Budget shortfalls, the end of federal stimulus money, declining revenues from state and local property taxes and increased pressures on the public purse for Medicaid expenses are all factors that suggest the current budget situation is the new normal.
Because K-12 education comprises about 37 percent of the state budget there is naturally much concern about teacher layoffs and how best to minimize the impact of budget cuts on the classroom.
Unfortunately, too often school officials and policymakers are blinded by the crisis of the moment and usually opt for the path of least resistance: across-the-board budget cuts. While such decisions may be equitable, over time broad reductions can cripple good programs. More importantly, however, across-the-board cuts only serve to delay what’s really needed: tough budget decisions.
So, how can policymakers and school officials best operate in the “new normal”? How can they make good budget decisions and minimize the impact of budget cuts on the classroom? First, I’d suggest a healthy dose of long-term thinking for state policymakers. Five key concepts can guide this discussion and help North Carolina schools navigate and prosper in this new era.
1. Reward Excellence. We are quick to trumpet the accomplishments of our schools. Unfortunately, the only real reward is publicity. We congratulate our best schools, give them a banner to hang on the side of the school and say “good job.” If our priorities are known by our incentives, then excellence is not high on that list. State funding to North Carolina schools is distributed by a complex set of funding formulas designed to ensure schools have the funding they need to provide a “sound basic education” and to ensure monies are distributed where needed. Schools receive money to serve at-risk populations, dropouts, special education students, school construction etc. If schools are failing; they receive additional resources and help from turnaround teams. Do we provide financial rewards for schools whose performance exceed expectations or are administered in an exemplary fashion? No doubt critics will point out that North Carolina has provided teacher and employee bonuses for good schools under the ABCs program. Criticism about the rigor of ABC testing and multiple stories about how employees have gamed the testing system discredit many of these efforts. The harsh reality is we’ve incentivized nearly everything but excellence. There are few structural or one-time incentives for schools to be excellent. Until the incentives and culture changes, all the talk about excellence will be just that, talk.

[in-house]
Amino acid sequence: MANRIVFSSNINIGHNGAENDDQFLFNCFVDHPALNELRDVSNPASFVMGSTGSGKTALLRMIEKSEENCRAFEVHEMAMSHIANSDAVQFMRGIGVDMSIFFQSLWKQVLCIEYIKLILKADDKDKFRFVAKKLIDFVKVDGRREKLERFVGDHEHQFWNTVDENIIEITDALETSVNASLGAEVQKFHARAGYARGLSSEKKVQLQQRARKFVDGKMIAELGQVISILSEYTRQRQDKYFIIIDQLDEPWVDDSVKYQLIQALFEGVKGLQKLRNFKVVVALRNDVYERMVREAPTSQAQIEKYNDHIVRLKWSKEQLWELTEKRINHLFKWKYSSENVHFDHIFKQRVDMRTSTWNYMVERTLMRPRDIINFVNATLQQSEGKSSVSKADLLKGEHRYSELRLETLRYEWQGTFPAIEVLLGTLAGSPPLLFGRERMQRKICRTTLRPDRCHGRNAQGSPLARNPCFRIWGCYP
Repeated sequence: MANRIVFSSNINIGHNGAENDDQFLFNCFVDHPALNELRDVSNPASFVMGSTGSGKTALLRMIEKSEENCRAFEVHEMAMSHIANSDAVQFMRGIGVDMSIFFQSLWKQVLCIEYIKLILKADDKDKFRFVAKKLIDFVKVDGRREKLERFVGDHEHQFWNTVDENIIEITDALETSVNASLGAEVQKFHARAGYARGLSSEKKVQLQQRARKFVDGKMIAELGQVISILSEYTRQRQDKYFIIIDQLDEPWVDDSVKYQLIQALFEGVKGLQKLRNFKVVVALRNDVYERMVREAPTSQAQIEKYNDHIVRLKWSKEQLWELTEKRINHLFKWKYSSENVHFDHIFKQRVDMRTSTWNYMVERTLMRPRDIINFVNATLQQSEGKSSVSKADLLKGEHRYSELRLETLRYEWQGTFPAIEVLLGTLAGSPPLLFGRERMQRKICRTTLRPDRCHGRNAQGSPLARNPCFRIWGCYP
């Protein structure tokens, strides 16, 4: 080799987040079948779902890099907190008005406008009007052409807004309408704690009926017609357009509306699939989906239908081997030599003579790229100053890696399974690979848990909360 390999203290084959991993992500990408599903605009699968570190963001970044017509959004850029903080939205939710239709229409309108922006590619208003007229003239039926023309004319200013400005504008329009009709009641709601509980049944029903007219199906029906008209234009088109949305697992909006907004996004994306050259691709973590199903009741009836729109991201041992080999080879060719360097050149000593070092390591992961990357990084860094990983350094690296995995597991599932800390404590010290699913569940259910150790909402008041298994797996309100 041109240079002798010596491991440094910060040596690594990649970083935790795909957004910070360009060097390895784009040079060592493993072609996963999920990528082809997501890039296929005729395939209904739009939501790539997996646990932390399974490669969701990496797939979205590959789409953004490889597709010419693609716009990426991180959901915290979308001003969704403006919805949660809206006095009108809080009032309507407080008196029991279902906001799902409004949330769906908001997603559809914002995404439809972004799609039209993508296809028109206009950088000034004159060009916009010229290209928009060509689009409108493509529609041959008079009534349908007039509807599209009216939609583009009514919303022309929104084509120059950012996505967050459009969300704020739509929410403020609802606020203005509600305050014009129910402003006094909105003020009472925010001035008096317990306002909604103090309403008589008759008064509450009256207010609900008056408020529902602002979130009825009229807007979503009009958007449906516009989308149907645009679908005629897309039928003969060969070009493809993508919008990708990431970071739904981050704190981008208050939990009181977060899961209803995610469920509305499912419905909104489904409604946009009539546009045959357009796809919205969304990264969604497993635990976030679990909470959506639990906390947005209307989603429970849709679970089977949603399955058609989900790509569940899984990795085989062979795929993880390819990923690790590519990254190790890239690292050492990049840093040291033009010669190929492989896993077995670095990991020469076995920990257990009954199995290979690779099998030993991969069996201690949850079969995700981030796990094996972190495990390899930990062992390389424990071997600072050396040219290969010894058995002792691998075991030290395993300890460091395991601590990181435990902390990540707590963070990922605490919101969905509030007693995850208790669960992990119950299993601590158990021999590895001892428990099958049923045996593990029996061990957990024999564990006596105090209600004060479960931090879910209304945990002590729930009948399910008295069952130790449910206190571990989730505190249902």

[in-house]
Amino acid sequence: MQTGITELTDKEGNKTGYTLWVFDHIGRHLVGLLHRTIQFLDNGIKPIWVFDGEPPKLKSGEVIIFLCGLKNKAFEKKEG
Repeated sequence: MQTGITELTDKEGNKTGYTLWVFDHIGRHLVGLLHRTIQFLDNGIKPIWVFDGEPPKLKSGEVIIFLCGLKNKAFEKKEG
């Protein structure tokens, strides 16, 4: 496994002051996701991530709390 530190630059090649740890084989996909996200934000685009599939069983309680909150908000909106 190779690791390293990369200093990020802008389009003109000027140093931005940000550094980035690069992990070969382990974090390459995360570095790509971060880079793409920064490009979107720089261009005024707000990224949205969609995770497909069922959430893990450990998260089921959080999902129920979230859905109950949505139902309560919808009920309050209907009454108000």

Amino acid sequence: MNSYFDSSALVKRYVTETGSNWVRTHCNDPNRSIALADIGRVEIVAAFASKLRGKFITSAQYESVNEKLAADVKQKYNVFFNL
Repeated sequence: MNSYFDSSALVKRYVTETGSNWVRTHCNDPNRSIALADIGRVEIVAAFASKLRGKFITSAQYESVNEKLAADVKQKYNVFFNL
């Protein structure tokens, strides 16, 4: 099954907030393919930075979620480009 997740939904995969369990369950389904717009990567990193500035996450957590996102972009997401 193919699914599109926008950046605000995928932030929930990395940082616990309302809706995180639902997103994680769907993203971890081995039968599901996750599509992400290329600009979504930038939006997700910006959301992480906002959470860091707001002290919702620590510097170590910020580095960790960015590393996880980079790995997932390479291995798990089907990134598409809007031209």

2. Empower those who can effect change. Considerable research points to the importance of principals in defining a positive school culture and improving student achievement. Principals have one of the most difficult jobs in the world. We ask them to administer schools, be chief problem solver, be an advocate for children and also along the way, cultivate a strong faculty. We ask them to shoulder all the responsibility and be accountable for their schools, yet we give them little or no authority to control the conditions for success. If principals are to be held accountable, we need to give them the power to hire and fire. Without the ultimate power over personnel, principals will lack the ability to truly impact teaching and learning and shape a culture conducive to student success.